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Title: The journey to advanced practice and skeletal trauma reporting : an interpretative phenomenological analysis of the perceptions and experiences of diagnostic radiographers in Scotland
Author: Cuthbertson, Lynn M.
ISNI:       0000 0004 7655 5862
Awarding Body: Glasgow Caledonian University
Current Institution: Glasgow Caledonian University
Date of Award: 2015
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Increased demand for diagnostic imaging services has resulted in the development of a range of skill mix initiatives. Service concerns had been raised over the number of unreported diagnostic images which had impacted negatively upon patient management and quality. One area targeted for immediate attention was the reporting of skeletal trauma images for patients presenting at Accident and Emergency (A/E). This has resulted in radiographers advancing their skills and formally undertaking reporting roles since the late 1990‘s. Analysis of selected literature showed that radiographers were capable of reporting skeletal trauma radiographs at levels consistent with radiologists but this brought attendant challenges including territorial issues. To date research in this area had been predominantly of a quantitative nature with little analysis of the perceptions and experiences of advanced practitioners. The research question for this inquiry was concerned with this issue and the aim was to explore the perceptions and experiences of diagnostic radiographers who had acquired a post graduate qualification which afforded them the opportunity to report skeletal trauma images. Methodological underpinning for this work was based upon phenomenological and hermeneutic principles using interpretative phenomenological analysis. Chosen methods for the collection of data included the use of personal reflective diaries, semi-structured interviews and personal reflexivity to deal with the double hermeneutic involved. A two stage qualitative study was undertaken and the material was analysed using a six stage approach and evaluation was informed by theories of change, culture, learning, motivation and reflection. Phase 1 thematically analysed reflective diaries which revealed key perceptions and experiences which informed Phase 2 and the use of semi-structured interviews. Phase 2 identified three superordinate themes which resonated with a professional development journey. Theme 1 was 'preparation for the skeletal reporting role'; theme 2 included 'exposure to the role‘ and theme 3 culminated with 'review upon and action for this role'. Throughout, the findings revealed high levels of professional and personal commitment to task, peers and colleagues. Practitioner desire to move the profession forward, improve service and educate others was also present. Future plans showed willingness to extend the skeletal reporting portfolio and aspire to consultant roles. This study fulfilled its aim by highlighting the perceptions and experiences of a homogenous group of practitioners as they transitioned from practitioner to advanced practitioner within skeletal trauma reporting. The interpretative nature of the research filled a gap in existing knowledge and literature and provided new knowledge and insight into the qualities of individuals involved, the professional journey, the strength of professional commitment and the desire to succeed. Feelings of increased professional status, self-esteem and job satisfaction were often associated with increased respect from a range of stakeholders. Lack of stakeholder support however created negative emotions which resulted in the need for a strong peer network. The study identified the potential for increased quality of diagnostic image acquisition, multi-disciplinary working quality of care, service improvement and efficiency. As such the study has implications for practitioners, government, professional bodies, management, continued professional education, curriculum development and interprofessional working.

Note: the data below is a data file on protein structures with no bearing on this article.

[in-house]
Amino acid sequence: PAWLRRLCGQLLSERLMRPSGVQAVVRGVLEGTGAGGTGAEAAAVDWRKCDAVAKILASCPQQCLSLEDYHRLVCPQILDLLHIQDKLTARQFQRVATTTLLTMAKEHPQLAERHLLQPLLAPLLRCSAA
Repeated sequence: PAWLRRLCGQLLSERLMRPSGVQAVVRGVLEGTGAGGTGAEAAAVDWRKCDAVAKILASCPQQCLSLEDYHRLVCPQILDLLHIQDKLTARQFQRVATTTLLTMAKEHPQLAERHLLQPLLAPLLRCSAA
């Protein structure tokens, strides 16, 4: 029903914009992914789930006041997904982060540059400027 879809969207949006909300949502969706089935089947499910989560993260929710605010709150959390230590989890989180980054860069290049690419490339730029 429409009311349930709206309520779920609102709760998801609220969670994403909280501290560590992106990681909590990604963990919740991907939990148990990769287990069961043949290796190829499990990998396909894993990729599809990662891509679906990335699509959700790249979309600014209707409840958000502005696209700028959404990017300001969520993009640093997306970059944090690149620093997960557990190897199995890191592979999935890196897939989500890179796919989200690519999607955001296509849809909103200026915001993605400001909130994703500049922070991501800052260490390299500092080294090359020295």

Supervisor: Not available Sponsor: Not available
Qualification Name: Thesis (Prof.D.) Qualification Level: Doctoral
EThOS ID:  DOI: Not available